Second, unlike in the book, Susan and Prince Caspian have a crush on each other throughout the film. While a little silly and annoying, this change also does not alter the overall story much. Again, it is a nod to modern sensibilities; after all, what's a movie today if it doesn't have some element of romance in it?

A third difference from the book concerns the scene where Prince Caspian is tempted to seek out the help of the White Witch. In the book, the temptation is a mere suggestion, whereas in the book, the Witch actually appears, along with a couple of gruesome characters that will be very frightening to young children (Audrey held her hand over Beth's eyes until this scene was over; this is the only part of the movie that I think is unsuitable for children under ten or so).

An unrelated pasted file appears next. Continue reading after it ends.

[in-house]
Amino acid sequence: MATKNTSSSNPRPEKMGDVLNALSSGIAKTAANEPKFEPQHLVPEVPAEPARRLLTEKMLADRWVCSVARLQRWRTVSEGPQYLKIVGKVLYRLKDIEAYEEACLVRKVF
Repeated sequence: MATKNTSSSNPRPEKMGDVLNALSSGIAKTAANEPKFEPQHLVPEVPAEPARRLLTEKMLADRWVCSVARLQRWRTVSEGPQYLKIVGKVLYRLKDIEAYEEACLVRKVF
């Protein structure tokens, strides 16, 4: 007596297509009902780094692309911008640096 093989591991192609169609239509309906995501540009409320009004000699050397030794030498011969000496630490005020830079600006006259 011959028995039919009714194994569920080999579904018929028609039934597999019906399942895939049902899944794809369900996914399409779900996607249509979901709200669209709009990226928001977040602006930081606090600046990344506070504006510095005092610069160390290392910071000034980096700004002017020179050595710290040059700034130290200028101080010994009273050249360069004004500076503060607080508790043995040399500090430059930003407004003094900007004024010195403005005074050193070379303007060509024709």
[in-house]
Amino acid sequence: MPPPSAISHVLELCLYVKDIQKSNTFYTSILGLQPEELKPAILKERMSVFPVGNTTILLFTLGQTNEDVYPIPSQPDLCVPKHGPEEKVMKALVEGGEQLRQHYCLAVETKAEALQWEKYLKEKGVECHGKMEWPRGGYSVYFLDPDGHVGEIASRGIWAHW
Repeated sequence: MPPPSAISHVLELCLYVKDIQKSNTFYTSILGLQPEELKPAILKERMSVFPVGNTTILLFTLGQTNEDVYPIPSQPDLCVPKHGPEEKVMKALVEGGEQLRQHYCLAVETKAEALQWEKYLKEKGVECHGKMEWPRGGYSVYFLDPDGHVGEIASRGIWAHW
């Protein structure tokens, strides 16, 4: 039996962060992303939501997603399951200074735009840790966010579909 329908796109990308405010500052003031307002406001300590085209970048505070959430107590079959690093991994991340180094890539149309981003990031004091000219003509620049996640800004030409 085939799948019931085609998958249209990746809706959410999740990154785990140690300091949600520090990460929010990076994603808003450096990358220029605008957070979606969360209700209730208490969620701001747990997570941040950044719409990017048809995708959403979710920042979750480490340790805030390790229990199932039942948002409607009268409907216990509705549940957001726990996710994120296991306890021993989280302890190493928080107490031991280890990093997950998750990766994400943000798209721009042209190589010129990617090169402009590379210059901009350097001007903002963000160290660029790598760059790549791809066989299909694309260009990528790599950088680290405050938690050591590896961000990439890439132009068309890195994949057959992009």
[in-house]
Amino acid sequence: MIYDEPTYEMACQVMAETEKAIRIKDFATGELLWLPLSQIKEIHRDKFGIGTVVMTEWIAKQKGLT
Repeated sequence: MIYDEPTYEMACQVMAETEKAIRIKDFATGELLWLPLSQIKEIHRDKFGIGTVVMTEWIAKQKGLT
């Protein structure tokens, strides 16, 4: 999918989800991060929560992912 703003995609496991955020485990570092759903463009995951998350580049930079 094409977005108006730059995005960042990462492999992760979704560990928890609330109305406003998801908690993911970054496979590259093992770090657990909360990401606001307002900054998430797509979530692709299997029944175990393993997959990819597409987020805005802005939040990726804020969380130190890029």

The fourth and most significant difference lies in what the Pevensie children, Prince Caspian, and the army of Old Narnia do once the children link up with the Prince. In the book, when Peter and his siblings meet the prince, Peter happily turns over his kingship to Prince Caspian. But in the film, Peter has obviously been struggling with the ordinariness of life as a schoolboy in England after having been a warrior and king in Narnia. When he returns to Narnia, he is eager to reassert himself and prove that he still has what it takes.